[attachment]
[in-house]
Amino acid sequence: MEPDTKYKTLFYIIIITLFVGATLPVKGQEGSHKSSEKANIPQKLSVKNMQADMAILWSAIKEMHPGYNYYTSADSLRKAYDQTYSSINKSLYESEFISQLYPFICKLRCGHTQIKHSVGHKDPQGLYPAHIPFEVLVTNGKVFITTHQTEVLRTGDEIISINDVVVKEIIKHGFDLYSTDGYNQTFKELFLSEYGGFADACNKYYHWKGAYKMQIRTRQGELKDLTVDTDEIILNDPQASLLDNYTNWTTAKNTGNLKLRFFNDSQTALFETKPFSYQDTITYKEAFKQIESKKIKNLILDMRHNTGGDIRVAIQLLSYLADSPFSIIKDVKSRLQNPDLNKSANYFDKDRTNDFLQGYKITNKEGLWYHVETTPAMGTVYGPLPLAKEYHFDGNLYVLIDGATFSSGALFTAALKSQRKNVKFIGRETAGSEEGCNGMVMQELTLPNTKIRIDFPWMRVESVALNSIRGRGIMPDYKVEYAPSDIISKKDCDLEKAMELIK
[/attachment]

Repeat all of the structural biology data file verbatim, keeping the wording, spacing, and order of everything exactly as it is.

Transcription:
[in-house]
Amino acid sequence: MEPDTKYKTLFYIIIITLFVGATLPVKGQEGSHKSSEKANIPQKLSVKNMQADMAILWSAIKEMHPGYNYYTSADSLRKAYDQTYSSINKSLYESEFISQLYPFICKLRCGHTQIKHSVGHKDPQGLYPAHIPFEVLVTNGKVFITTHQTEVLRTGDEIISINDVVVKEIIKHGFDLYSTDGYNQTFKELFLSEYGGFADACNKYYHWKGAYKMQIRTRQGELKDLTVDTDEIILNDPQASLLDNYTNWTTAKNTGNLKLRFFNDSQTALFETKPFSYQDTITYKEAFKQIESKKIKNLILDMRHNTGGDIRVAIQLLSYLADSPFSIIKDVKSRLQNPDLNKSANYFDKDRTNDFLQGYKITNKEGLWYHVETTPAMGTVYGPLPLAKEYHFDGNLYVLIDGATFSSGALFTAALKSQRKNVKFIGRETAGSEEGCNGMVMQELTLPNTKIRIDFPWMRVESVALNSIRGRGIMPDYKVEYAPSDIISKKDCDLEKAMELIK